I don’t understand Ramaphosa’s load shedding apology, says former Statistician General Pali Lehohla

President Cyril Ramaphosa. File Picture

President Cyril Ramaphosa. File Picture

Published Jan 15, 2023


Johannesburg - President Cyril Ramaphosa’s latest apology about the endless blackouts, evidenced by failing electricity supplier Eskom introducing daily stage 6 load shedding, has been received with a pinch of salt.

Dr Pali Lehohla, former Statistician General of South Africa, told broadcaster Newzroom Afrika that there had been a trend of making State entities fail, setting them up for privatisation.

“The president was in the war room. Financing for regular maintenance was withdrawn. You defund, make sure things don’t work, the people get angry, and then privatise it, sell it for a song. That’s what we are headed towards at the moment,” Lehohla said.

“So, I don’t understand the apology. I mean, the president has been there in the (Eskom) war room. He understands the importance of Eskom. But the decisions that they have taken, particularly in the period of trying to please the world with the just energy transition, were completely foolish.

Former Statistician-General, Dr Pali Lehohla. File Picture: Thobile Mathonsi

“One is not saying do not burn the planet, but when you take foolish decisions like those ones at that time, at that apex level, it really begs the question, how are we led? To close a plant that is functioning, (producing) a thousand megawatts …”

Lehohla argued that closing the coal-fired power stations like Komati “was all about money, and not about the climate change or anything”.

He said there is an underlying agenda to make Eskom fail, like other State entities, and privatise it ultimately.

“Eskom was corporatised in 2001 or 2002, having performed as the best institution, getting credits higher than the sovereign itself, when it was not corporatised. What was the sickness in Eskom? There was no sickness. The sickness starts with corporatisation, and then subtle privatisation, then the issue of just energy comes,” said Lehohla.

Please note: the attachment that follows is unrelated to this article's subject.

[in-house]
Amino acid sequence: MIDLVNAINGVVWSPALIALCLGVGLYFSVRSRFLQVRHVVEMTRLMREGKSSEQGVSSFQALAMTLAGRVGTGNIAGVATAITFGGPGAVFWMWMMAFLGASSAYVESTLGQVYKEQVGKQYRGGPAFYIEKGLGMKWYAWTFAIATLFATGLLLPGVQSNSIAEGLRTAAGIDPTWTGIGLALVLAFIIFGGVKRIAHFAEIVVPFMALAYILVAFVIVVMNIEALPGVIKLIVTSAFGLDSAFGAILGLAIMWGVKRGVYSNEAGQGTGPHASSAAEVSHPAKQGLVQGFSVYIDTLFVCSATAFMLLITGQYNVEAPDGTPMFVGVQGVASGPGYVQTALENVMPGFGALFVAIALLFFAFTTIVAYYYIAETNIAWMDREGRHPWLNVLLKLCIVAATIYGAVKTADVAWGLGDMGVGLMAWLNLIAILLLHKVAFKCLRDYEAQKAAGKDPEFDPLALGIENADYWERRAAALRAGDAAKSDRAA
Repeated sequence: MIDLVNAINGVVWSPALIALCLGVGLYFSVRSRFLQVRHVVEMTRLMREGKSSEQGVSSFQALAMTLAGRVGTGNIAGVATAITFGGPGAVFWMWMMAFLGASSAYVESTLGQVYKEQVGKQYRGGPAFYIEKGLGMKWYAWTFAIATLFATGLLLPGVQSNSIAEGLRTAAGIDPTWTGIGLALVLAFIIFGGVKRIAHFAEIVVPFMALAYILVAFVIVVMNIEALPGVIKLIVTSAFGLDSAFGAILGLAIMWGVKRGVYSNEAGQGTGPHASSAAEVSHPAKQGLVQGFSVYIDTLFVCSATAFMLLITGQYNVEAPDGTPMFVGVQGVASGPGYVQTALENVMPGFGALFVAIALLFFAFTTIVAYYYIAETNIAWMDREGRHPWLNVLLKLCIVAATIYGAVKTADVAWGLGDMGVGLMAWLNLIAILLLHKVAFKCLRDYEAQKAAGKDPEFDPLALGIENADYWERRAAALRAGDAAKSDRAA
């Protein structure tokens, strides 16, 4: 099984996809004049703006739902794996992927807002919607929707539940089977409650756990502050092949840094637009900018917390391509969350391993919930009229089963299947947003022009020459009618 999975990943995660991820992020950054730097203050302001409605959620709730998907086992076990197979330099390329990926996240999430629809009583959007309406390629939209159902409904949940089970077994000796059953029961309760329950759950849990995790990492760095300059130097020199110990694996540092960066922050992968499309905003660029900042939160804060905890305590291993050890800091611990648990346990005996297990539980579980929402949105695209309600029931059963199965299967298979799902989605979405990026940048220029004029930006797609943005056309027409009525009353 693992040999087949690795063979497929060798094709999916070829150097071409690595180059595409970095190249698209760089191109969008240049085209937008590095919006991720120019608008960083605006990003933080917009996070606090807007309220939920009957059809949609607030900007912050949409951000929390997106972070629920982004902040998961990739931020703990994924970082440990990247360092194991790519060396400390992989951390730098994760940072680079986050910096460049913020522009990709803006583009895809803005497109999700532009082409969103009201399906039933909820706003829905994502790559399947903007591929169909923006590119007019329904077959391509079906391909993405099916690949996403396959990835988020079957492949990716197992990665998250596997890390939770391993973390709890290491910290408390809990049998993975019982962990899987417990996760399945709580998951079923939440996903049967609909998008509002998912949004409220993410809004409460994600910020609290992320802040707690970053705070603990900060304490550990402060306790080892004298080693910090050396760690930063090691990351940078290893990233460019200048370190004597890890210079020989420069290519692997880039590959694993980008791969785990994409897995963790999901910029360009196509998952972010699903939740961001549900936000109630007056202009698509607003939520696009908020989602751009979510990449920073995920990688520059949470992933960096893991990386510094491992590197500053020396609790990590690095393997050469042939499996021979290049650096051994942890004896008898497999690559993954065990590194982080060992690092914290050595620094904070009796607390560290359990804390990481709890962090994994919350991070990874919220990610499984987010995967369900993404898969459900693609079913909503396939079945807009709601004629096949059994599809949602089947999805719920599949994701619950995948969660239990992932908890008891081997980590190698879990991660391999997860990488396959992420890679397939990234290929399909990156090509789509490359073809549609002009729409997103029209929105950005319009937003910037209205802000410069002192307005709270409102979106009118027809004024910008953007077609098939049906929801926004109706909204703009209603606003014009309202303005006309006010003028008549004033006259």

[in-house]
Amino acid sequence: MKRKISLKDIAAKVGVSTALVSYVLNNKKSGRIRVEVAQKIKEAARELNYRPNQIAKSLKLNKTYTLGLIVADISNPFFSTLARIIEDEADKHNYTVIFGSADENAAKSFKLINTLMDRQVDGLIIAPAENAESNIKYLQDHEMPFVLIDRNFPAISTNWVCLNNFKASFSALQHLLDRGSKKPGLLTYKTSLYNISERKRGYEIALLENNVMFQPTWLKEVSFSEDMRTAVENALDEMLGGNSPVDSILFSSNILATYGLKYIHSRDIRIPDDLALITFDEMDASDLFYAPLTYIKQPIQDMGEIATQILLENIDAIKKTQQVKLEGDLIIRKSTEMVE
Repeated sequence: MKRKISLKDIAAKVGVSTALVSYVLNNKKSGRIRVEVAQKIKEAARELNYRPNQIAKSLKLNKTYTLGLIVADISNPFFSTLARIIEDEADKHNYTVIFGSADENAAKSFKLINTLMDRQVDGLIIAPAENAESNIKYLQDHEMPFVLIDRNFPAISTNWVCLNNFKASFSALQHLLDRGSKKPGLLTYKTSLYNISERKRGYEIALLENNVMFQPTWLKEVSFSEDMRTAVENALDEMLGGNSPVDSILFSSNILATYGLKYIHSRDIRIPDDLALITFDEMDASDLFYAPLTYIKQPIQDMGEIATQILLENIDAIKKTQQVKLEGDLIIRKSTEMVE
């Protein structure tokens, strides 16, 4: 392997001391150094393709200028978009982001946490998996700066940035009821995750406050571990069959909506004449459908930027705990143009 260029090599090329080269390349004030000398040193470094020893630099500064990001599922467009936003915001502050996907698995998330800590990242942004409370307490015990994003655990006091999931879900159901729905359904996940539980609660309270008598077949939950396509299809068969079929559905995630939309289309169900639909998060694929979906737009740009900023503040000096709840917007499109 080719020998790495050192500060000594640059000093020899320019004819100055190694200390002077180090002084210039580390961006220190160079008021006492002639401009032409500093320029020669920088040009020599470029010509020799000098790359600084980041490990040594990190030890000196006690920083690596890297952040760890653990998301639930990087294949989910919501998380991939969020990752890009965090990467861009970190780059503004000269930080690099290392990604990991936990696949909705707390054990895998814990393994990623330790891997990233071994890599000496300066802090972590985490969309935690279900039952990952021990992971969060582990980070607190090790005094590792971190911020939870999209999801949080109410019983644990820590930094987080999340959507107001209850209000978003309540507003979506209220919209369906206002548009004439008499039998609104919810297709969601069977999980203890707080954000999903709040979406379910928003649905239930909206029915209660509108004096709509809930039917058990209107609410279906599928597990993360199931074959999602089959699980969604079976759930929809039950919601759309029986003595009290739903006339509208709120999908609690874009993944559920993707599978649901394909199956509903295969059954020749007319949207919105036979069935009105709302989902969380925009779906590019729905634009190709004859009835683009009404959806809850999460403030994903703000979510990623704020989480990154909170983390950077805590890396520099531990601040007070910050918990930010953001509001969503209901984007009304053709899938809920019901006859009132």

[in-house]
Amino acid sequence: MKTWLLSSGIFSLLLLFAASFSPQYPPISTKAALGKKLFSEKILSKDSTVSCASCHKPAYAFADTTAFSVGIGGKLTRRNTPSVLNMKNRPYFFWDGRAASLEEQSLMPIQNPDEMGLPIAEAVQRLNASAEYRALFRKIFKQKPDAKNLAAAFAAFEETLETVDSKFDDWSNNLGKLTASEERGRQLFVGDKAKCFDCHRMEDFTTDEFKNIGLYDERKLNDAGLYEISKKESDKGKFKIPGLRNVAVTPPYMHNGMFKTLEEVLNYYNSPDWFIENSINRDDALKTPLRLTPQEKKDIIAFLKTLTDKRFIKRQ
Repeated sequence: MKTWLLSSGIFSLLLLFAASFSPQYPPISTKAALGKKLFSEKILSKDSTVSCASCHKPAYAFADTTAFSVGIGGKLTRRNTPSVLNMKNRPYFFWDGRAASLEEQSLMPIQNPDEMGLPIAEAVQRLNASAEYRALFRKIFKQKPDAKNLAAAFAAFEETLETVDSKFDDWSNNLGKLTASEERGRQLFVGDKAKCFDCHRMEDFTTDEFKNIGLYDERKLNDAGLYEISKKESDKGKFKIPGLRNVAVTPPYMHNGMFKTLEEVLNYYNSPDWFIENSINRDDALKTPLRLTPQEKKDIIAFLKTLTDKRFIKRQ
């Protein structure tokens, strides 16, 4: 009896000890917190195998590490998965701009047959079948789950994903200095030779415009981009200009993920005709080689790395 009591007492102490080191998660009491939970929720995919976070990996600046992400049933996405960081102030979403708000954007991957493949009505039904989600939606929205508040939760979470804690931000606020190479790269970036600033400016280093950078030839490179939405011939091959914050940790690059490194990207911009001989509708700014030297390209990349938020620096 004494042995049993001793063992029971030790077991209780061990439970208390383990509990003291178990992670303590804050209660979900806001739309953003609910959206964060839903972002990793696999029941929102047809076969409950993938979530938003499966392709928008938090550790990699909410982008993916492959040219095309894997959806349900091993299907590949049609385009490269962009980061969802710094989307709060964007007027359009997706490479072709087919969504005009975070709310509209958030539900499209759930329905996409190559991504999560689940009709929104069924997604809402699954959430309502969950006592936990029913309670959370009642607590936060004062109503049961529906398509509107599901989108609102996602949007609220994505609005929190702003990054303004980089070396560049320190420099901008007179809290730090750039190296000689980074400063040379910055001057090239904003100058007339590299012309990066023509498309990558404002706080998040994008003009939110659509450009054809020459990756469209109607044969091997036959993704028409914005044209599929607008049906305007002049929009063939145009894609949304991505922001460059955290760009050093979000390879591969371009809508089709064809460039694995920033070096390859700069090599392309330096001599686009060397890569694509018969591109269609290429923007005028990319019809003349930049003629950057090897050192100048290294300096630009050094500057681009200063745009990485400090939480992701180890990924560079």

“The formula, as we saw now, is closing down working coal-fired power stations like Komati, which was pumping a thousand megawatts.”

Earlier, IOL reported that the Presidency said the National Energy Crisis Committee remains hard at work to continue to make progress in their attempts to stabilise the grid and find additional megawatts despite the current load shedding.

Spokesperson for the president, Vincent Magwenya, said: “President Ramaphosa deeply regrets the current energy situation, which has placed the country into stage 6 load shedding.

“The president acknowledges the frustration of households, parents and learners who have commenced the school calendar year facing power shortages.

“The devastation to small businesses and the adverse impact to the economy remains severe for South Africa’s recovering economy.”

Ramaphosa convened a National Energy Crisis Committee comprising ministers, and various technical workstream leads on December 15, 2022, demanding urgency and speed in the implementation of all priority areas and actions laid out in the National Energy Plan despite some of the progress that has been made.

“To date, Ramaphosa remains seized with finding a sustainable solution to the current energy crisis. The president has been regularly briefed on the situation at Eskom and on the roll out of the National Energy Plan.

“More engagements are scheduled for today and tomorrow for a review of the situation and direction on urgent measures that must be undertaken in order to mitigate against the impact of load shedding,” said Magwenya.